After the first year, she took the Iowa Test of Basic Skills (ITBS) testing in Wichita and that was a nail-biting time for Mom and Dad. Had we destroyed our daughter forever in this home school experiment? No! After weeks of waiting for the results, it turned out she scored in the top 20 percent of the nation. We were ecstatic.

We continued to school her and the second test year, she again scored high. We are in our fourth year now and teaching the seventh grade. We no longer fear the tests. We use them as a tool to gauge where we might need improvement in a certain subject.

We also learned that these scores were actually the norm for PNA children. It must be noted that neither our son nor daughter is a genius, just normal kids. My daughter loves home schooling and has adapted to it very well. She has no lack of friends and at this writing, she is off sledding with six of them, supervised by two PNA moms, of course.

There are drawbacks to virtual school, as it is a government curriculum with government control and it can take up to two days to get an answer to a question.

However, what you get from having your children learn at home is peace of mind. You have control over what they are taught and who they are associating with. No worry about your child being introduced to drugs, alcohol or sex, no out-of-control teenagers, no bullies, no school skipping, and no low self-esteem, just well-rounded young adults in the end.

Our 13-year-old daughter, in addition to being strong in her core academic skills, is now a pianist and excellent artist. She can cook a full course meal and budget for it.

This school year our daughter was learning to speak, read, and write Thai from a Tabor College scholar, who also was home schooled ,by the way. She, however, has decided to switch to Japanese as her brother who lives in Japan has learned Japanese. Her brother is now an electronic technician repairing and trouble shooting the most sophisticated electronic hardware in the world.

One of the drawbacks of PNA is its lack of organized sports, although in larger population centers like Wichita they do have it. We had the start of an athletic program in swimming here, but the superintendent of schools banned our kids from the use of the public pool in Marion during school hours. I believe his comment at the time was, “No sense giving the home schoolers an advantage.”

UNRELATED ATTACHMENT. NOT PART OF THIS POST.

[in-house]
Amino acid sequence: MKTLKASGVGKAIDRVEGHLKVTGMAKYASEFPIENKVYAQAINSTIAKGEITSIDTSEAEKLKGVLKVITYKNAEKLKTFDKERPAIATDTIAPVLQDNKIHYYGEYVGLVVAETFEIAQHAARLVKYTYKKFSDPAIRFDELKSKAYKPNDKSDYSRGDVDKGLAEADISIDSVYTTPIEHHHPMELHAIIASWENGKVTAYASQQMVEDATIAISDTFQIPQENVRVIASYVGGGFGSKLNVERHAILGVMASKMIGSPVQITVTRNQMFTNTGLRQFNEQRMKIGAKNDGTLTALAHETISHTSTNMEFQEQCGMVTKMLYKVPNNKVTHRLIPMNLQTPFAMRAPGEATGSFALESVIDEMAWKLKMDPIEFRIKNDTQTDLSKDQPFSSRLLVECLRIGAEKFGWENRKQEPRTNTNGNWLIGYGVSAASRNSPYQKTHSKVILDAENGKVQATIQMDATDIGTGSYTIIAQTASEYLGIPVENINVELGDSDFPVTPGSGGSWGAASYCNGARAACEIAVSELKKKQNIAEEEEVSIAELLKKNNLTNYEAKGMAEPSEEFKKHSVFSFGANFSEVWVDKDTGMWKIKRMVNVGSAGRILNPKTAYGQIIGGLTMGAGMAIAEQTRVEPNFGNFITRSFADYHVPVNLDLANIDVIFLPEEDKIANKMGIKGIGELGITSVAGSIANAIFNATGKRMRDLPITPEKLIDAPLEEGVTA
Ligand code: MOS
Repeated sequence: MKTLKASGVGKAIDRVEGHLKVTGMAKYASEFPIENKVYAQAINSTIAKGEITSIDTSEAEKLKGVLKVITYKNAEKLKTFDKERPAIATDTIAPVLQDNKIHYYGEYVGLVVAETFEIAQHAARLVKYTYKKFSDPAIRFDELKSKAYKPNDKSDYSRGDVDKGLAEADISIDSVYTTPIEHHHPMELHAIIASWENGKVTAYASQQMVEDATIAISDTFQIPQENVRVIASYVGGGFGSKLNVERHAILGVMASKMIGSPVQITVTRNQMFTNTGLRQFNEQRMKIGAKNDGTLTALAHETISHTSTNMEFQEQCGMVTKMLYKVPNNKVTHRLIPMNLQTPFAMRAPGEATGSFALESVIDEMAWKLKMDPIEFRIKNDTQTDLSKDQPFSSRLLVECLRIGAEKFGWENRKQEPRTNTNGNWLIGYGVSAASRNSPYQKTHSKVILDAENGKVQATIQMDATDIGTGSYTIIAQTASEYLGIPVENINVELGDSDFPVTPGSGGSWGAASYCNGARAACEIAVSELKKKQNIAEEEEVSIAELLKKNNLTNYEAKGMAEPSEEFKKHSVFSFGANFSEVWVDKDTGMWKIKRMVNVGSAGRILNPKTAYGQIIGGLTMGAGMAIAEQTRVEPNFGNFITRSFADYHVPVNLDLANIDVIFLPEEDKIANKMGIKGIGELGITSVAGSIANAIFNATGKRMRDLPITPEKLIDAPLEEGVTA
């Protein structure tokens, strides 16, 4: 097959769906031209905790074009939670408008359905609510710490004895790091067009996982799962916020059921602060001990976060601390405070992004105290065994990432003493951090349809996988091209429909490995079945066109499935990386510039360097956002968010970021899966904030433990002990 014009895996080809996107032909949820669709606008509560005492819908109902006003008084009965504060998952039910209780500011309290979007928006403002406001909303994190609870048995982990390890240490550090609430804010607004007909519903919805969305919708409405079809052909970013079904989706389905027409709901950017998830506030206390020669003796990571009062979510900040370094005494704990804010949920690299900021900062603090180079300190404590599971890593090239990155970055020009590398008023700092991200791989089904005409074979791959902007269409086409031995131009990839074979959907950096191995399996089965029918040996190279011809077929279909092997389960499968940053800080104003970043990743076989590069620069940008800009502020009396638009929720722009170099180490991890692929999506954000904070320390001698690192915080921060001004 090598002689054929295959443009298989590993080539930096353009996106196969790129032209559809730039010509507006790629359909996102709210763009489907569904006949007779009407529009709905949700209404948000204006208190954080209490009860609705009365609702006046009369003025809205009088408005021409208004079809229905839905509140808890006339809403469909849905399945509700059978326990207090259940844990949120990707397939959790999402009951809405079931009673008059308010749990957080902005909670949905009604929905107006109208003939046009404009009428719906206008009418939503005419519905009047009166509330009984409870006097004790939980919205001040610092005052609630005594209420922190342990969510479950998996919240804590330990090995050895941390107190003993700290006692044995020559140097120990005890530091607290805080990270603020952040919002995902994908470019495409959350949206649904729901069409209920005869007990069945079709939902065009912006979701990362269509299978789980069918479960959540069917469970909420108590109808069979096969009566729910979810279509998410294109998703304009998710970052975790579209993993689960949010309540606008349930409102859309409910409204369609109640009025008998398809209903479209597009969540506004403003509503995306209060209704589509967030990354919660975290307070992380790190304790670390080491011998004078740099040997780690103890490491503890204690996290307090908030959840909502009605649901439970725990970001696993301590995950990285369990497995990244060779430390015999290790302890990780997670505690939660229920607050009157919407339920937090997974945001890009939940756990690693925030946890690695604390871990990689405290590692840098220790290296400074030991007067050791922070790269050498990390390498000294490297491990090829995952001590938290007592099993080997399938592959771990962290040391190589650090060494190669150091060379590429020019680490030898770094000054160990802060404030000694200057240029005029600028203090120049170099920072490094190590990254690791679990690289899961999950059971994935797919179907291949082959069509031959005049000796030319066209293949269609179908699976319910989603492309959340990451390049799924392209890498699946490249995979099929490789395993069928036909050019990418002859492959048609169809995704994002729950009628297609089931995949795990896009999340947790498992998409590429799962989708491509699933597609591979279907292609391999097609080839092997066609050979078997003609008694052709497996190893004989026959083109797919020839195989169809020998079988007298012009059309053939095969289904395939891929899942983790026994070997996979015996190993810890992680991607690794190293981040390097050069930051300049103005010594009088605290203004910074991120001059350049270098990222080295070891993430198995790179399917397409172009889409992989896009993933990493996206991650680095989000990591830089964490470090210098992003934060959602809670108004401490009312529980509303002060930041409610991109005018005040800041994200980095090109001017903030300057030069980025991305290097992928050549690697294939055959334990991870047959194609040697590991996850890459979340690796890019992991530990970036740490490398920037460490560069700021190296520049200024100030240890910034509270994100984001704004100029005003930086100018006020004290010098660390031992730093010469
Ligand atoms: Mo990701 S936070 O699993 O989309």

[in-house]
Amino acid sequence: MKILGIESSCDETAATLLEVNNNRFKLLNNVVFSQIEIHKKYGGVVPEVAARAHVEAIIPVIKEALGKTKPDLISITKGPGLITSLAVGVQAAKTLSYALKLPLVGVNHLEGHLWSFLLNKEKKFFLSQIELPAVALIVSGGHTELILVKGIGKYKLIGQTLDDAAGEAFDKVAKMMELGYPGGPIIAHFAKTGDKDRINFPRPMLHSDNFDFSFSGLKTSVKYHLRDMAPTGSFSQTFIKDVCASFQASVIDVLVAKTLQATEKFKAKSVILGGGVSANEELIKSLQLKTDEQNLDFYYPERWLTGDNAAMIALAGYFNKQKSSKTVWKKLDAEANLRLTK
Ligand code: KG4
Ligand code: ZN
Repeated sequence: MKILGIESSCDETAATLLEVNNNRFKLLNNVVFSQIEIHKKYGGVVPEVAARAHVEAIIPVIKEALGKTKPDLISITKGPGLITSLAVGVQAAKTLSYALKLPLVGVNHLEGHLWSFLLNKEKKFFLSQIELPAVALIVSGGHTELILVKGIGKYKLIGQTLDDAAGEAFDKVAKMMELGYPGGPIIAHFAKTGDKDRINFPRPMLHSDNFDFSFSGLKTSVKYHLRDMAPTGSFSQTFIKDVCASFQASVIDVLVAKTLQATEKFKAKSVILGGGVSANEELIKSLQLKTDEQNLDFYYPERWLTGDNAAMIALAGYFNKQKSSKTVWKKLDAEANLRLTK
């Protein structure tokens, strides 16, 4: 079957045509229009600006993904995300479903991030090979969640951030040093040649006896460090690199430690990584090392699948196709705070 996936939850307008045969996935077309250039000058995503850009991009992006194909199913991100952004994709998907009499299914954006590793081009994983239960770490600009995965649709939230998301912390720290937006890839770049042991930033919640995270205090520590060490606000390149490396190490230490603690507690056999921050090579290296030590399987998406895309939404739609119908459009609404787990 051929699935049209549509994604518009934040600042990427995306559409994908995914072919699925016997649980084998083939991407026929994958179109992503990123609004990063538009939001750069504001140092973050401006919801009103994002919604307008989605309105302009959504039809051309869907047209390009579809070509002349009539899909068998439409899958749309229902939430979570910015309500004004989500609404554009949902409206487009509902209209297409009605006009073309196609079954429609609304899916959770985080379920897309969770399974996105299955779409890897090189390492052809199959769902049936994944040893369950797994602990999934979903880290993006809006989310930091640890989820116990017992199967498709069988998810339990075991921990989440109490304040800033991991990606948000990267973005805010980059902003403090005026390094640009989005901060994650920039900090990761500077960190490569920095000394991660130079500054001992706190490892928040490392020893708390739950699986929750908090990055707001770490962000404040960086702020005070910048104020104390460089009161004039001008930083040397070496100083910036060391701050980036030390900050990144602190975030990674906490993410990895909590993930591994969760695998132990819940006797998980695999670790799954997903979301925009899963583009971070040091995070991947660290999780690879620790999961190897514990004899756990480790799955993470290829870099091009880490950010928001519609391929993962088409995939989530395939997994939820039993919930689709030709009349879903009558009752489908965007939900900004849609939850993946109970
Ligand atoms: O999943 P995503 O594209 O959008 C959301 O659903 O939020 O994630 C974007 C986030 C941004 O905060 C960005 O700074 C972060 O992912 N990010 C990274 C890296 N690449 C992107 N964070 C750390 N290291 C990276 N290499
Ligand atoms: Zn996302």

Under the virtual school, organized sports are still available for all public school child­ren, though.

For these reasons I highly recommend to public school parents, if you have a parent that stays home and can supervise, take this opportunity of the virtual school. The sooner you can get them home with you the better. Be in control of what they learn, and teach your children well. They are your most precious possession.

I am happy to see the public school join the global community and offer the virtual school option.

Stephen Stafford

Hillsboro

 

Impact Grant will aid fans at local games

 

The Hillsboro Recreation Commission and I would like to thank the Hillsboro Community Foundation for awarding a $1,000 grant to our sound system project.

This project will help us provide a quality sound system for announcing Tabor College softball games, Hillsboro High School softball and baseball games and the tournaments sponsored by the HRC.

The HRC believes this grant will provide a better avenue for our organization to represent the city of Hillsboro and prove to both community members and visitors to our city that Hillsboro is an outstanding place to live as well as visit.

We are pleased that the HCF approved our grant application because we feel this validates our goal, which is to improve the quality of opportunities we offer to our area youth as well as the people that support the youth in their endeavors.

This grant will help us purchase at least two quality sound systems for use during games that showcase the facilities at Memorial Field, Hillsboro Sports Complex and the hospitality of the citizens of Hillsboro.

Douglas E. Sisk

Recreation director